Coccidiosis is an intestinal tract infection caused by a single-celled organism called coccidia, which can affect dogs of all ages. It is a common parasitic infection in dogs and can lead to severe symptoms if left untreated. As a dog owner, it is crucial to be aware of coccidiosis’s signs, causes, and treatments to keep your furry friend healthy and free from complications.
Coccidia spends part of their life cycle in the lining cells of the intestine and causes damage to these cells, leading to a cycle of infection in neighboring cells. Although many infected dogs do not show any clinical signs, puppies and debilitated adult dogs are particularly susceptible to severe watery diarrhea, dehydration, abdominal distress, and vomiting.
What causes coccidiosis in Puppies?
It is essential to note that puppies are highly susceptible to coccidiosis and can become infected through the ingestion of immature coccidia or oocysts. Since puppies’ immune systems are not fully developed, they may not be able to fight off the infection effectively. Moreover, they may not have the same level of hygiene as adult dogs, leading to increased exposure to contaminated soil and fecal matter. Puppies may also contract coccidia through direct contact with infected dogs or indirectly through contaminated objects or surfaces. Thus, it is crucial to keep puppies in clean environments and monitor them for any signs of coccidiosis, such as diarrhea, vomiting, or lethargy. If any symptoms are observed, it is crucial to seek veterinary care promptly to prevent the infection from worsening and causing more severe complications.
What are the clinical signs of Coccidiosis?
Coccidiosis in dogs can manifest in various ways, with diarrhea being the most common clinical sign. However, it is worth noting that many infected dogs do not show any clinical signs. When coccidia oocysts are detected in the stool of a dog without diarrhea, they are generally considered to be a transient, insignificant finding.
In contrast, in puppies and debilitated adult dogs, coccidiosis can lead to severe clinical signs, including severe watery diarrhea, dehydration, abdominal distress, and vomiting. In severe cases, coccidiosis can be fatal. Puppies, in particular, are highly susceptible to the infection, as their immune systems are not fully developed, and they may not have the same level of hygiene as adult dogs, leading to increased exposure to contaminated soil and fecal matter.
Diagnosis of Coccidiosis in Dogs
Veterinarians typically diagnose coccidiosis through a fecal flotation test, where a small sample of the dog’s stool is examined under a microscope to detect the presence of coccidia oocysts. Blood tests can also be used to diagnose some of the less common coccidial parasites. It is crucial to have a definitive diagnosis to rule out other causes of diarrhea and ensure appropriate treatment.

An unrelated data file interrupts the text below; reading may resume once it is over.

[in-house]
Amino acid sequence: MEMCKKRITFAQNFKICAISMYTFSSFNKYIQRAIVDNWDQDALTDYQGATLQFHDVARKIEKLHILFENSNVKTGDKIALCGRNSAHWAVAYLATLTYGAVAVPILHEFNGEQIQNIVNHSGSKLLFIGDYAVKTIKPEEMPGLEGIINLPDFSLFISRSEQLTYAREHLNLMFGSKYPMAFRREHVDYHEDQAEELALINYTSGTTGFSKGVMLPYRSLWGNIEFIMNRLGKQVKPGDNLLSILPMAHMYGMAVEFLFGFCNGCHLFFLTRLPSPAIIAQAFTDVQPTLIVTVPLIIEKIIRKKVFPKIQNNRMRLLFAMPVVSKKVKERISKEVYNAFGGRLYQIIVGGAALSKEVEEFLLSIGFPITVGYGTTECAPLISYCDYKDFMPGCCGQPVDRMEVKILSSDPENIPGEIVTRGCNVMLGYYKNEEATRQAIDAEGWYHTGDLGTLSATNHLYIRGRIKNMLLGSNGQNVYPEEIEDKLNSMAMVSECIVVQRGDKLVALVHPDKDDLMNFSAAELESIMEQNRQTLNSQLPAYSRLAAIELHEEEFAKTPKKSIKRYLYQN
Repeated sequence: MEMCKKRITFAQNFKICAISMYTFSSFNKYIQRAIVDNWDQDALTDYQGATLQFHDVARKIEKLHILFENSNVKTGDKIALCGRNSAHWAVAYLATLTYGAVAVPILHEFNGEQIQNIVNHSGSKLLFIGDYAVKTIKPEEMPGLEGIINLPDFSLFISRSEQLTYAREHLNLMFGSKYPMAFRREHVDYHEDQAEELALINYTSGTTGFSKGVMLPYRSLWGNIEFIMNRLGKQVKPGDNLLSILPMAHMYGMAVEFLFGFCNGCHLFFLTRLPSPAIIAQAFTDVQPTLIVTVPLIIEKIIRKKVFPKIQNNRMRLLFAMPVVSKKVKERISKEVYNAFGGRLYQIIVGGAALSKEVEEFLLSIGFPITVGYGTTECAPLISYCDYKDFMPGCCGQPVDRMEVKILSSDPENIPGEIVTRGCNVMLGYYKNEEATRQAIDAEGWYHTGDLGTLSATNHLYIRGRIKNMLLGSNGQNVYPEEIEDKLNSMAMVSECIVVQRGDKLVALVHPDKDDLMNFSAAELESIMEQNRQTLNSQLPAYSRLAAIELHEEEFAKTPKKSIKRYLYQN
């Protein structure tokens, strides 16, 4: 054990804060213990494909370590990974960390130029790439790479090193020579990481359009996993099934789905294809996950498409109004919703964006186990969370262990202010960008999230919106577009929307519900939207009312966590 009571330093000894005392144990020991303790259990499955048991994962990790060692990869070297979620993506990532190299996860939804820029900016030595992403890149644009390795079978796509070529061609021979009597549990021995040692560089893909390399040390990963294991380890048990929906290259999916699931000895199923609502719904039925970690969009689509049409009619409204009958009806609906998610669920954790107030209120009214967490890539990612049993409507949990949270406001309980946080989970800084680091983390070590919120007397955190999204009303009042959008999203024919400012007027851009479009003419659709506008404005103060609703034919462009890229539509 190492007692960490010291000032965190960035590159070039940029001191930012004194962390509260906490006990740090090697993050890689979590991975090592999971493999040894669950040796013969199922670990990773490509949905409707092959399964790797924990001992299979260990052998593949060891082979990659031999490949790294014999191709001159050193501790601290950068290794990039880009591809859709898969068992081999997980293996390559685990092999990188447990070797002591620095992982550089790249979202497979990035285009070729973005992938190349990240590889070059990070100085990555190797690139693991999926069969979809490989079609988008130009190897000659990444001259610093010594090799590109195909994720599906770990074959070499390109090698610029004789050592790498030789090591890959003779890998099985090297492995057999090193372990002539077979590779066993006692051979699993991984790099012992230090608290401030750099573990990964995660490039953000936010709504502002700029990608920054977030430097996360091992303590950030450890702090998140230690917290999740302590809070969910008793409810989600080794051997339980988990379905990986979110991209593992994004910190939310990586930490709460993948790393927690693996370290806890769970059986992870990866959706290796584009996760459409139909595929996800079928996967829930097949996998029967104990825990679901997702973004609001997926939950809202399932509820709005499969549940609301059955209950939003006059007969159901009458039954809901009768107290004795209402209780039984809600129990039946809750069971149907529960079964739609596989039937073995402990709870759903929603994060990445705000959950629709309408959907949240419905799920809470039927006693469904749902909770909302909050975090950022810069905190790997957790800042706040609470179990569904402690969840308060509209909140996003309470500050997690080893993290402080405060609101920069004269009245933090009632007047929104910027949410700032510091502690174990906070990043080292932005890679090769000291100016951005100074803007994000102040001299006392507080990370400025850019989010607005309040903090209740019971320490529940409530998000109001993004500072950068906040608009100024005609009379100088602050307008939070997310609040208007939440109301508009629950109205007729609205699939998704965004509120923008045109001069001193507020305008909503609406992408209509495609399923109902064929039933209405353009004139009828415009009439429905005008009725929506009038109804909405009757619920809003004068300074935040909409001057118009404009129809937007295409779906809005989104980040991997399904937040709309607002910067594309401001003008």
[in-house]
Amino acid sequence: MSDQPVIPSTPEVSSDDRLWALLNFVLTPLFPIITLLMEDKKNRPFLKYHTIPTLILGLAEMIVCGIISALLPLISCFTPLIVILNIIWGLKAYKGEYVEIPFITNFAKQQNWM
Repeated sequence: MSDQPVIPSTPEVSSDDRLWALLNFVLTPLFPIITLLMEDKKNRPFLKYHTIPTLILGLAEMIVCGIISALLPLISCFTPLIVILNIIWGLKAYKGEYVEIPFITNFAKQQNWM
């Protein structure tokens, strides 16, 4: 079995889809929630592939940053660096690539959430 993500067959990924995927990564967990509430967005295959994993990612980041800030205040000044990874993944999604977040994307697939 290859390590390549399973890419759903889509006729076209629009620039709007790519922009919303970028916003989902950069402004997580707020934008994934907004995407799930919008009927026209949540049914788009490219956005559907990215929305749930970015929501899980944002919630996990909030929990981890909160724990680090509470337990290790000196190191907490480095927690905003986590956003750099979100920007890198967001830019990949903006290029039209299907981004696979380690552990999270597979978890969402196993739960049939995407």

If coccidiosis is suspected, it is crucial to bring your dog to a veterinarian promptly for diagnosis and treatment. Early treatment can help prevent the infection from causing severe complications, such as dehydration or weight loss, and reduce the risk of transmission to other dogs.
Treatment and Prevention of Coccidiosis in Dogs
If your dog is diagnosed with coccidiosis, your veterinarian may prescribe a sulfa-type antibiotic, such as sulfadimethoxine (Albon®), for prolonged treatment. In severe infections, repeated treatments may be necessary. However, if the diarrhea is severe and your dog is dehydrated, additional medications and treatments, such as IV fluids, may be required. If the sulfa-type antibiotic is not effective at clearing the infection, other treatments are available, including sulfa antibiotics combined with another drug, such as amprolium (Albac/Amprol Hi-E [+ Bacitracin, + Ethopabate]), or off-label use of ponazuril (Marquis®) or toltrazuril (Baycox®). Your veterinarian will discuss these treatment options with you, depending on your dog’s individual needs and the severity of the infection.
Preventing the spread of coccidiosis in dogs is crucial, as reinfection of susceptible dogs is common. To prevent the spread of coccidia, it is essential to disinfect the environment regularly. However, coccidia oocysts are highly resistant to environmental conditions and disinfectants, making disinfection challenging. One effective method is to use diluted chlorine bleach, with one cup (250 ml) of bleach mixed in one gallon (3.8 L) of water, to disinfect surfaces and premises. However, it is essential to test clean a small area of any affected materials, as bleach can damage many surfaces. Steam cleaning may also be used to destroy oocysts, and it is crucial to remove any feces from the environment as quickly as possible to prevent reinfection. By taking these measures, you can help keep your dog healthy and prevent the spread of coccidiosis.